It was more or less a repeat of our first experience, which is to say we sat out in our yard like weirdos with handfuls of birdseed, and nothing happened. Except this time it was chilly and the chairs were damp. So this time, when the birds completely ignored us, our pants got wet; and when the kids made kid noise, I shushed them less fondly and more irritably, because more was at stake. Eventually, the cat came by and started eating the birdseed, and he wouldn’t go away, so we gave up and went inside.

I reminded the kids that it was OK. We were still having fun, potentially. And we could still make it work if we were patient enough, potentially.

I did a bit more research and learned that some people set up clothing and hats outside with birdseed scattered on them, to familiarize the birds with the human form. Still reassuring each other that we were having lots of fun, we did this, too. Then it rained, and the birdseed-covered clothes got wet, and the birds still didn’t care.

And even I had to admit that, as far as childhood wonders go, looking out the window at some wet clothes in the yard does not rank very high.

You may think this is a story about how I had inappropriately high hopes, and then gave up, because life is disappointing. Not at all! Believe it or not, we still intend to spend the rest of our vacation trying to feed the birds a few times a week. I still think it would be cool, and it could work. We may be dumb, but we’re smarter than some bird, I’m sure of it.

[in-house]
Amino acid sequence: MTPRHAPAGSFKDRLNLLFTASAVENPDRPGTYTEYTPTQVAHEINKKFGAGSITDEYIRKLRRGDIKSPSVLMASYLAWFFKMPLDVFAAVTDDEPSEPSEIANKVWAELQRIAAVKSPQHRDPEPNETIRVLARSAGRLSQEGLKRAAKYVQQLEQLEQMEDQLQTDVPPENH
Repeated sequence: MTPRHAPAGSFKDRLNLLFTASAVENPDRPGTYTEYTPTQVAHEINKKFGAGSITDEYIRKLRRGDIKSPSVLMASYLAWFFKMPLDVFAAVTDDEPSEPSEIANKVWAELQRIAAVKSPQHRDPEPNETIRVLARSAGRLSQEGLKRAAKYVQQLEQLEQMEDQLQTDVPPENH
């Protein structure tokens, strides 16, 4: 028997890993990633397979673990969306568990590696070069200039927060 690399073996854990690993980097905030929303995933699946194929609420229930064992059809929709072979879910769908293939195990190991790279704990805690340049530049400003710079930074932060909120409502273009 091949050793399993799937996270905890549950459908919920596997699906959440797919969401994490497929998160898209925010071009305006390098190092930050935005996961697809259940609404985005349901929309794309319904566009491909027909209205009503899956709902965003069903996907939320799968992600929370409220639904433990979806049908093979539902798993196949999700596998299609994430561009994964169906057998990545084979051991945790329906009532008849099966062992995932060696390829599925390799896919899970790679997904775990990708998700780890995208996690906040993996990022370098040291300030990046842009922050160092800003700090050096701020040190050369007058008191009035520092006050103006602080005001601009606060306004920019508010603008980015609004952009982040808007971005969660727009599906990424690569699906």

But the sight of those empty suits of clothes sitting out in the rain really stuck with me. That is not how I want to be with my kids: Shushing them so as to have potential fun. Pretending to be outside, so as not to scare birds who don’t like us. Hanging all my hopes on being different people than we are. That’s no way to live.

So as summer gets underway, I’m resolving to be OK with the experiences we actually have, and the opportunities that actually come along, rather than the glorified, idealized ones that might possibly be, if only we tried harder, and managed to be quieter, and could make up for all the defects of the past.

We are who we are. We have the life that we have. Maybe the birds will come and maybe they won’t, but we definitely only have a short time together as a family. A better goal for the summer: Less shushing. Less wishing, more enjoying. I do like these kids. I want to enjoy them.

And anyway, they will always cherish the moment we looked at each other and realized our clothes were having more fun than we were. There’s a bonding memory for you!

The truth is moments of sweetness and beauty in childhood will come. But they come like wild birds, not tame ones. They are what they are, and they come when they will, and they can’t always be arranged or planned for. It’s not a bad thing to try for wholesome and meaningful times. But it’s a mistake to be always trying to manage these moments into existence. The secret is to be ready with your hand out, so you can recognize and enjoy them when they do come.

–Simcha Fisher is a freelance writer, the author of “The Sinner’s Guide to Natural Family Planning” and blogs at SimchaFisher.com.